...From the pages of Agricultural Research magazine
Pumping Iron Into Western Africa's Corn
In the late 1990s, physiologist
Raymond Glahn developed the
so-called artificial gut
(several shown here), which
allows researchers to simulate
human digestion and nutrient
absorption in the laboratory.
He used the invention to
screen 69 corn varieties
for iron bioavailability to
find those that might help
battle iron deficiency in
Iron deficiency anemia is endemic throughout western Africa.
It afflicts more than half the children and 61 percent of childbearing-age
women in Nigeria. In Burkina Faso, 70 percent of children under age
5 and 40 percent of pregnant women are anemic.
Iron is essential to the formation of hemoglobin, an important
oxygen-carrying component of red blood cells. Iron deficiency can retard
mental development and impair physical growth in children and adolescents
and often leads to anemia, which is a deficiency of red blood cells.
Anemia can lower disease resistance, complicate pregnancies, and reduce
capacity for physical labor.
Preventing iron deficiency and anemia in resource-poor
areas is extremely difficult, as people have little choice but to eat
foods low in bioavailable iron, and fortification programs are not available.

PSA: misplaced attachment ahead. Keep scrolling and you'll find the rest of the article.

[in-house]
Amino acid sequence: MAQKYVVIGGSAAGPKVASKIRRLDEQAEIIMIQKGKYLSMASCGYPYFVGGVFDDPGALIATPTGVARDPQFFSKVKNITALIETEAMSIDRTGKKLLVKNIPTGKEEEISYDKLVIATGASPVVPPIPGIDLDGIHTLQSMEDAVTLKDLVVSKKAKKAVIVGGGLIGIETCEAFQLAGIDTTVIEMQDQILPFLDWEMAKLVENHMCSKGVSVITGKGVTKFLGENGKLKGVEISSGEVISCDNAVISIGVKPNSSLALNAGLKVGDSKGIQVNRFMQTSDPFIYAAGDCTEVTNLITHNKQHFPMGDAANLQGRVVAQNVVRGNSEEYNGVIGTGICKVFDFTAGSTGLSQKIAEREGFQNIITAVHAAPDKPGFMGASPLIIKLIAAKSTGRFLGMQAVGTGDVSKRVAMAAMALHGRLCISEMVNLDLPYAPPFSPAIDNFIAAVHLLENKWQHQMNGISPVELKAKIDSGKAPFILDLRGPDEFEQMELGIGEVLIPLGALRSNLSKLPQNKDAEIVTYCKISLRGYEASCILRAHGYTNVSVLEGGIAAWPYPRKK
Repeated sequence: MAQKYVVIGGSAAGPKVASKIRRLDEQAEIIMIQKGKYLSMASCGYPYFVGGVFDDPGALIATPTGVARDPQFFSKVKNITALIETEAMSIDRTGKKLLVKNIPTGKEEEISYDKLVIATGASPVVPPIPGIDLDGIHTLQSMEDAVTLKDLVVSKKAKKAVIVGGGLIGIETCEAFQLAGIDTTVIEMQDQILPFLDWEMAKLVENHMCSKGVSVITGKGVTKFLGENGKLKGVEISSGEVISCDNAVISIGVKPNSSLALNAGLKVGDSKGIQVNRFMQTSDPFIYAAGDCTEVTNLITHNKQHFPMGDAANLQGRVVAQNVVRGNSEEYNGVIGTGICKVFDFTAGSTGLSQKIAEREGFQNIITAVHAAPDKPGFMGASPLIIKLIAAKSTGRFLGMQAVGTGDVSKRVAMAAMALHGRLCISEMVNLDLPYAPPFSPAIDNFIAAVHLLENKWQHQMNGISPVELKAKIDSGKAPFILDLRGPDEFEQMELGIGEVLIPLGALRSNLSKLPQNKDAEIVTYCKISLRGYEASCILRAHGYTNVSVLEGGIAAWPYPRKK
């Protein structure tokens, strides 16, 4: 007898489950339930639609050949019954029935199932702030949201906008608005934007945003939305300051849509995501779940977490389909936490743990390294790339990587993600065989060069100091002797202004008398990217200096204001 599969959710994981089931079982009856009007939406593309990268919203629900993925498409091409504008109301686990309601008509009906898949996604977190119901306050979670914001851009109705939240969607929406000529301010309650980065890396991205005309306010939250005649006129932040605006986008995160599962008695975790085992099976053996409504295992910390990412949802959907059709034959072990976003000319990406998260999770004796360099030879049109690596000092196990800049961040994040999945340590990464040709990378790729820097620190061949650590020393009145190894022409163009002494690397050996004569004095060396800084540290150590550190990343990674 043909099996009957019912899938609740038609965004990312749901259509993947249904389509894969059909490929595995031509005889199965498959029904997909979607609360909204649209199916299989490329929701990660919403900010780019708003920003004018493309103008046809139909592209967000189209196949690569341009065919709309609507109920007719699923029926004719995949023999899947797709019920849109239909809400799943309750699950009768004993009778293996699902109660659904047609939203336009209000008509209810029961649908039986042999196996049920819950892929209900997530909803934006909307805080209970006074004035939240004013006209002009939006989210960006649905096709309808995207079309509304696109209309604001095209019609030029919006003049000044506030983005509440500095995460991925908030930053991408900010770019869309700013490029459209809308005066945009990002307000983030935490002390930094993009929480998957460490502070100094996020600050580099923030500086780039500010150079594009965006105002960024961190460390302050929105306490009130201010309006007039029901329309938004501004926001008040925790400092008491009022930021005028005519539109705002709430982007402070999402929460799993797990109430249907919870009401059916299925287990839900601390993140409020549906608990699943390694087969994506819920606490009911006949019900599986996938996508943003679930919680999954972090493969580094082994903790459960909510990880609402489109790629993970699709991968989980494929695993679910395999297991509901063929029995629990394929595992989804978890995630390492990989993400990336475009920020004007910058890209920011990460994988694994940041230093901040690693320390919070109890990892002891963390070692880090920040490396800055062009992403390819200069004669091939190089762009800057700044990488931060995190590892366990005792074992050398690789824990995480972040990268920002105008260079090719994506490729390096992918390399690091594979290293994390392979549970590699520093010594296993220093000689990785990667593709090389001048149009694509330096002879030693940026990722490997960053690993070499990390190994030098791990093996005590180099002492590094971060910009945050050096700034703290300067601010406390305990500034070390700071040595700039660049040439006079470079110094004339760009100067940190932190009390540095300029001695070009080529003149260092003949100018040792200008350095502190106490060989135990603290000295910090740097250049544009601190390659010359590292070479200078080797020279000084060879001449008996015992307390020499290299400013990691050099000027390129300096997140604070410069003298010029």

Undaunted, scientists at ARS' U.S. Plant, Soil, and Nutrition Research Laboratory in Ithaca, New York, and a Nigeria-based international agricultural organization have teamed to meet this challenge. They have made maize, one of the region's staple crops, the centerpiece of their work.
Improving a Good Thing
Through a process called biofortification, the researchers seek to
boost the nutrition that western Africa's residents get from maize by
simply making availableand popularthe iron-rich varieties
already bred, grown, and consumed there.
"People in many areas of western Africa are eating maize that
is not as nutritious as other varieties because it has low levels of
available iron that the body can absorb during digestion," says
the project's leader, Ithaca-based ARS human physiologist Raymond P.
Glahn. "We need to get maize to them that has more bioavailable
iron. We estimate they need to absorb about 20 to 30 percent more iron
from maize than what they are currently getting."
This can be accomplished through conventional plant breeding, he says.
"But the starting point is identifying the iron-rich strains already
growing in the region and finding which of those strains are most adaptable
to all the region's land and climate zones."
Finding the Best of the Best
The project combined the regional agricultural knowledge of the International
Institute of Tropical Technology (IITA), which is headquartered in Idadan,
Nigeria, with some of ARS' latest technology, namely an in-vitro artificial
gut Glahn invented during the late 1990s. (See "A
Gut IssueMeasuring Iron Bioavailability," Agricultural
Research, August 1999, p. 4.) The model mimics human digestion to
the point where nutrients are actually absorbed by a line of human intestinal
The scientists used the artificial gut to evaluate and rank iron bioavailability
in kernels of elite maize varieties grown in diverse environments. They
examined 69 corn varieties that have historically shown acceptable results
in grain yield and disease resistance.
"The model is what made this research possible," says Glahn.
"You could not do what we didscreen a whole library of maize
samplesusing human or animal subjects, as the costs would be enormous."
Glahn began the project after being inspired by recent studies showing